- Roads affect watersheds as they concentrate and accelerate run-off, interrupt subsurface flows and increase hydrological connectivity. Because of this road development has typically contributed watershed deterioration, caused flooding and gullying and triggering erosion
- By the same token however roads can be used to retain water in a watershed and stabilize areas prone to erosion.
- Key techniques concerns the choice for the road alignment and slope (this chapter); the design and placement of culverts to divide and slow down run off speed (ch 2) and carefully designing the road drainage system and appurtenant structures so to ovoid erosive velocities and guide water to productive land(this chapter)
- Important structure to add are road platforms (Ch 9), warping dams (this chapter) and a variety of water harvesting and erosion control structures (Ch 8 and 10)
Watershed degradation is a pervasive phenomenon occurring in many parts of the world. Some have argued that its impact overshadows that of climate change. The degree of impact may be hard to assess, but it is clear that watershed degradation amplifies the turmoil caused by rainstorms and longer drought periods. According to IPBES (2018), land degradation is affecting the well-being of 3.2 billion people. Based on an extensive literature review, this same source estimates that land degradation costs more than 10 percent of the global gross domestic product (GDP), and it is related to the loss of services such as carbon sequestration and agricultural productivity. Fertile soil is lost at a mind-boggling 24 billion tons per year due to unsustainable agricultural practices. The main drivers of land degradation are the expansion of crop and grazing lands, current agricultural and forestry practices, climate change, urban sprawl, extractive industry expansion, and infrastructure development. Road network expansion has, in fact, been described as a trailblazer for this degradation (Ibisch et al. 2016).
An older study based on the GLADIS survey (Bai et al. 2008) also establishes that land degradation was on the increase in the 1991-2008 period and affected one-quarter of the global land area. However, the message from this global survey was that the picture is mixed. There are parts of the world where land quality has been declining—24 percent of the global land surface, in fact—but there are also areas where land quality has improved (16 percent). It is clear that managing watersheds globally remains an enormous challenge that is not to be underestimated, but that it is also possible to reverse the tide and improve the quality of our natural resources.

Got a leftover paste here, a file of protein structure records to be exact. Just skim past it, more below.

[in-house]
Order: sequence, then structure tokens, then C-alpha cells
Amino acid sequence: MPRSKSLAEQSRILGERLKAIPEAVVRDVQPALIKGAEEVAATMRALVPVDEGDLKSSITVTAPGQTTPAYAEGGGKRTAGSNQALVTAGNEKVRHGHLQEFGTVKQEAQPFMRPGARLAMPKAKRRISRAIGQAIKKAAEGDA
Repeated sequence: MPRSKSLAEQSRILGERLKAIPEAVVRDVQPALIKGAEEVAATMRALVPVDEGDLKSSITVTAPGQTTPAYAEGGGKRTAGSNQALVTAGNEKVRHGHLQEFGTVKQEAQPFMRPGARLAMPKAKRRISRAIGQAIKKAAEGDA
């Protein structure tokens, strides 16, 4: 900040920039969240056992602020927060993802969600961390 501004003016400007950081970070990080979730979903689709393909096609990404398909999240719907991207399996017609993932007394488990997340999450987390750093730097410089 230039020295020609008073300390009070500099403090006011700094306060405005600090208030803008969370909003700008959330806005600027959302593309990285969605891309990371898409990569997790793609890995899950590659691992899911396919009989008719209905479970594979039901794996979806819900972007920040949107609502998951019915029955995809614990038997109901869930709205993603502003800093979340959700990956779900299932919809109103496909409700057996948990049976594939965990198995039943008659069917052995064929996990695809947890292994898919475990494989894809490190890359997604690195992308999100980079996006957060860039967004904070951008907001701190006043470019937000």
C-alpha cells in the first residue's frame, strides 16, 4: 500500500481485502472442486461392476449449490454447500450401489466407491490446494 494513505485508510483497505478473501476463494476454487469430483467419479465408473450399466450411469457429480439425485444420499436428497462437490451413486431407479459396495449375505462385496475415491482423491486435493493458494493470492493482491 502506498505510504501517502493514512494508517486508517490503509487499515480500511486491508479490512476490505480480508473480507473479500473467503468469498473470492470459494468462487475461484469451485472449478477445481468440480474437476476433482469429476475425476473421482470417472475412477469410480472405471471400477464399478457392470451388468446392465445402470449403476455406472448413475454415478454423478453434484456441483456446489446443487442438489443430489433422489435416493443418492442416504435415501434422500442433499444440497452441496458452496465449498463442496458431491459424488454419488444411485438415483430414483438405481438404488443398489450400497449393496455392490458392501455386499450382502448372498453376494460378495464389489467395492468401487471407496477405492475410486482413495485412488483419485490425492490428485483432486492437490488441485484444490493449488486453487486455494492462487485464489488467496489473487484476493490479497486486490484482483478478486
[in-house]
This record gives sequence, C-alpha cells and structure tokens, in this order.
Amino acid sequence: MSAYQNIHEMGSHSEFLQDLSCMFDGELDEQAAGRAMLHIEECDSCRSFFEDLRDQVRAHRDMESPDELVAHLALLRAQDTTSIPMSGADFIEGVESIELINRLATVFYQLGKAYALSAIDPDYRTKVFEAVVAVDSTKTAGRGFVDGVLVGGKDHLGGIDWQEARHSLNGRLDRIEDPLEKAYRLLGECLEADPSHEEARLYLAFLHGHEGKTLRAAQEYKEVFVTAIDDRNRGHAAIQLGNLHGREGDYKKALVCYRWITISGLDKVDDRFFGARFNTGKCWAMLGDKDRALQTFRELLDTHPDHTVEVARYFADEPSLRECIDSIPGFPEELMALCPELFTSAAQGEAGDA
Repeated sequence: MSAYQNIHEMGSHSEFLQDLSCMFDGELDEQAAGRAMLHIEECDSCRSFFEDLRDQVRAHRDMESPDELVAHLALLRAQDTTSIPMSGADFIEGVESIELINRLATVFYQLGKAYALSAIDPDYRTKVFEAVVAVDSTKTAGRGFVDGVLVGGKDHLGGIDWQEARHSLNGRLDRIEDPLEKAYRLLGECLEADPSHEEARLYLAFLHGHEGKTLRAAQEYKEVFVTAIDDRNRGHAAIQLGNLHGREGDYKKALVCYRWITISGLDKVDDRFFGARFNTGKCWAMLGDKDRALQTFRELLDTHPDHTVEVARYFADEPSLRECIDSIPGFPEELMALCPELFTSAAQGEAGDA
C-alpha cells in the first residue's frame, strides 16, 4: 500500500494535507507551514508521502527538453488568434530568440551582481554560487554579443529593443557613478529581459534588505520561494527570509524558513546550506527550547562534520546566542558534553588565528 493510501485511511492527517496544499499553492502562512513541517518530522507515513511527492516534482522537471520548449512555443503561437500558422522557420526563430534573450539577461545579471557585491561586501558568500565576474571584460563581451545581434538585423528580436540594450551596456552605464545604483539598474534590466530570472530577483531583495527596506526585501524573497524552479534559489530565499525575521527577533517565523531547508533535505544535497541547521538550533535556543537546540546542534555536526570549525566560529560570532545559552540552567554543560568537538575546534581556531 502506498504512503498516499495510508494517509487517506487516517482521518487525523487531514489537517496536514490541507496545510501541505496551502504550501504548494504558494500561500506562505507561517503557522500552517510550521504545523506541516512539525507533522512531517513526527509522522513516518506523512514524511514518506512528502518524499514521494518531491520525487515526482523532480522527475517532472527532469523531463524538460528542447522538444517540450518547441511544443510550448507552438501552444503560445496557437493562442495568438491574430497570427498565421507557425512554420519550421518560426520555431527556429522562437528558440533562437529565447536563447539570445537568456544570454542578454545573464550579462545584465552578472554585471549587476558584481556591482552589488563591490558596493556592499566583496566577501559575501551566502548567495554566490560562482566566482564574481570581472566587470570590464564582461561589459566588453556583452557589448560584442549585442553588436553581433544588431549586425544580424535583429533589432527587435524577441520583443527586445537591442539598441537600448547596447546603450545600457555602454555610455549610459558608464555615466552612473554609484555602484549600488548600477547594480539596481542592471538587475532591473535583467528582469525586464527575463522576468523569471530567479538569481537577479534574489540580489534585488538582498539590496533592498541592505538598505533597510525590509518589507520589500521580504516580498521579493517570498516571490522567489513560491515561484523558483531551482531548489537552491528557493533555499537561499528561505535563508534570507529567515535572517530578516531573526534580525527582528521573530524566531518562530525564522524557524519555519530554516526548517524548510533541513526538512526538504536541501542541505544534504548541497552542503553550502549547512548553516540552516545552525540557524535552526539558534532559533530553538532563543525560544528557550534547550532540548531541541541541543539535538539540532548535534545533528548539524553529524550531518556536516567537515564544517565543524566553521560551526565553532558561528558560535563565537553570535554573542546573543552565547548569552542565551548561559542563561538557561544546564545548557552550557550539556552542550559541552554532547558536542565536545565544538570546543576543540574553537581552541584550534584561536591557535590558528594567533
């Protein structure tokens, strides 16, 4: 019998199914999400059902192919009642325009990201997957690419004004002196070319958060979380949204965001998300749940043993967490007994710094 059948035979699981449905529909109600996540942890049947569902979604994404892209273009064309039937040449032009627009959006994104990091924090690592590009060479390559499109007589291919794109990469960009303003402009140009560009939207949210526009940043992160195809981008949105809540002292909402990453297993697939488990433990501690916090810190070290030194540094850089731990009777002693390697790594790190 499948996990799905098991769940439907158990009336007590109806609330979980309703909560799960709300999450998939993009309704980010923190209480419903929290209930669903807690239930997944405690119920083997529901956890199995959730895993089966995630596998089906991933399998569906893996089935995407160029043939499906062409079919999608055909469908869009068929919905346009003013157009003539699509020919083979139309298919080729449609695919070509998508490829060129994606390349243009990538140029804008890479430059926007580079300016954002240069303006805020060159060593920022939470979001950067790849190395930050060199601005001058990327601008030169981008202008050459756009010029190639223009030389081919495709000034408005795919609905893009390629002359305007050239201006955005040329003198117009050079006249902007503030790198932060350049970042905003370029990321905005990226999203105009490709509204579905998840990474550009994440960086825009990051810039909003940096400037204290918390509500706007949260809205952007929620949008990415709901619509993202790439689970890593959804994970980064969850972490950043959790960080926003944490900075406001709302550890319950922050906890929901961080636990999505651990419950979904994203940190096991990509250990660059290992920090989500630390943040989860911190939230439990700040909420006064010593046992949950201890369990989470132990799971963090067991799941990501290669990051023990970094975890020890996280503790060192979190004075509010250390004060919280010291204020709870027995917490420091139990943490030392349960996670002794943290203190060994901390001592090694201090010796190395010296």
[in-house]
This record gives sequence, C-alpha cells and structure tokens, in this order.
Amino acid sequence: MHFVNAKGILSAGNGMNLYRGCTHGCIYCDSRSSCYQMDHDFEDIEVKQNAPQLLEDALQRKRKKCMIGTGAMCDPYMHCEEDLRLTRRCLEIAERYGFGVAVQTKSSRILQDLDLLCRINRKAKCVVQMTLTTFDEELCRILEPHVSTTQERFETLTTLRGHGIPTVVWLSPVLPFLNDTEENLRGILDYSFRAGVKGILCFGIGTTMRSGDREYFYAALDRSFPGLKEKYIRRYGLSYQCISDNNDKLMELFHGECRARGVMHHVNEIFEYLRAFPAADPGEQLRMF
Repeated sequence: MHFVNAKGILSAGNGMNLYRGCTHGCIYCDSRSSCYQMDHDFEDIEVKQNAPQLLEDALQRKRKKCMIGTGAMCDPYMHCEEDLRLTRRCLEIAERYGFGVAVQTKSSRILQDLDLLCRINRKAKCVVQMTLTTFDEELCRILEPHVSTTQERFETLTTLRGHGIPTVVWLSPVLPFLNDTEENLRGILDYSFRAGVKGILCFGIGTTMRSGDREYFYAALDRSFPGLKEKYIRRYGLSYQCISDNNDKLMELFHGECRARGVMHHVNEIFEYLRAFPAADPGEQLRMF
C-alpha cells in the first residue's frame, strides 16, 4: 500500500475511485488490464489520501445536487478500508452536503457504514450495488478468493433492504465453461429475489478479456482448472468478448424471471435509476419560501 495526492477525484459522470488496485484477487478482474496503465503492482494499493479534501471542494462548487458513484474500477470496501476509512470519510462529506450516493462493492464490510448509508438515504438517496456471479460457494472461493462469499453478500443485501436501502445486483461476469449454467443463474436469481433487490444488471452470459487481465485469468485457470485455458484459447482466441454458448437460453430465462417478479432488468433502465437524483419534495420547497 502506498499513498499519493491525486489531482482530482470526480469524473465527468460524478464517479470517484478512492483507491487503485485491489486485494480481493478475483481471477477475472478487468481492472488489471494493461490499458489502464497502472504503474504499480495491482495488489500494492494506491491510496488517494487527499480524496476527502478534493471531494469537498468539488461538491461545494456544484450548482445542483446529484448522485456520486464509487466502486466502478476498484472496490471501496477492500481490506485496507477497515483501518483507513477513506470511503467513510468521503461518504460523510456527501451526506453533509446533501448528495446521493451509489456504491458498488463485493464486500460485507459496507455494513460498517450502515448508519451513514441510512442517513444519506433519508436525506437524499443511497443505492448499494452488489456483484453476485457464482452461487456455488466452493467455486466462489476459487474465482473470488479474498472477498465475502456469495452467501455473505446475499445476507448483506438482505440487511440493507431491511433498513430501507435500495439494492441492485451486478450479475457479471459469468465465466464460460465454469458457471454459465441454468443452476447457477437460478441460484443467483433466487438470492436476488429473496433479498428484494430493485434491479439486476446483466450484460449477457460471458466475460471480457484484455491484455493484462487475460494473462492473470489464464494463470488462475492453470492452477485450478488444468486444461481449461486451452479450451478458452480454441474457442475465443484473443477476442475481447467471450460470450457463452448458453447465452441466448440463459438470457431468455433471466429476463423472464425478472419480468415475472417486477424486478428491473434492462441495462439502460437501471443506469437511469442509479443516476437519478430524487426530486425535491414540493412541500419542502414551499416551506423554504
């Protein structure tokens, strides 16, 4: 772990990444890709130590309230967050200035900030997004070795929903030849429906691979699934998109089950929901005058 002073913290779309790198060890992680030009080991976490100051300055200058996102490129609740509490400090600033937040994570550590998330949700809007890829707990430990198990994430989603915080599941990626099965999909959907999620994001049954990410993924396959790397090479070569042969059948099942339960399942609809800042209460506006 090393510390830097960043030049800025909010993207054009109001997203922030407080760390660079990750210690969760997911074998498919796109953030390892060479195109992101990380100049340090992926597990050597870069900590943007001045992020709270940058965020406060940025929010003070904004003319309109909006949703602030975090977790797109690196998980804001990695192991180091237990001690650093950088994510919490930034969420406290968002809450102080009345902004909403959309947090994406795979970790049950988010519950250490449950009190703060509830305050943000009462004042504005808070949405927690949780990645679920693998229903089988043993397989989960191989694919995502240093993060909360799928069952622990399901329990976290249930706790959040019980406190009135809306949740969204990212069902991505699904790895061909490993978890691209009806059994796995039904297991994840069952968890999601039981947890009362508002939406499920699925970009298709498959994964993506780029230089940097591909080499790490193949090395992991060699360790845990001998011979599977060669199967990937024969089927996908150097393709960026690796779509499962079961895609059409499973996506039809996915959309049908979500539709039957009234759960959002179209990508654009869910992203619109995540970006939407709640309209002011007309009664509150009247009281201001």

This chapter discusses the opportunities for roads to contribute to watershed management, rather than—as is often the case—causing the deterioration of watersheds. If a road is constructed, it changes the drainage pattern of the entire area. Surface runoff is blocked by road embankments and is typically concentrated in a smaller number of streams and drains within a watershed. Thus, there is more runoff in some of the natural drains, and other drains are no longer used (Figure 3.1). Because the first group of streams will carry higher volumes of water, this may create more floods and generate erosion and scouring flows that were previously unusual. In other streams that are blocked, downslope erosion will cease, and some areas may dry out. In general, however, sedimentation in water bodies will increase. The road network acts as an additional drainage network in the watershed, increasing the catchment’s drainage efficiency. Napper (2008) quotes Wemple (1996) who estimates that 57 percent of the road length in two watersheds in Oregon function as flow paths, with some road segments draining directly into streams and others through newly created gullies. However, as discussed in this chapter, road alignments will differ in terms of their hydrological connectivity.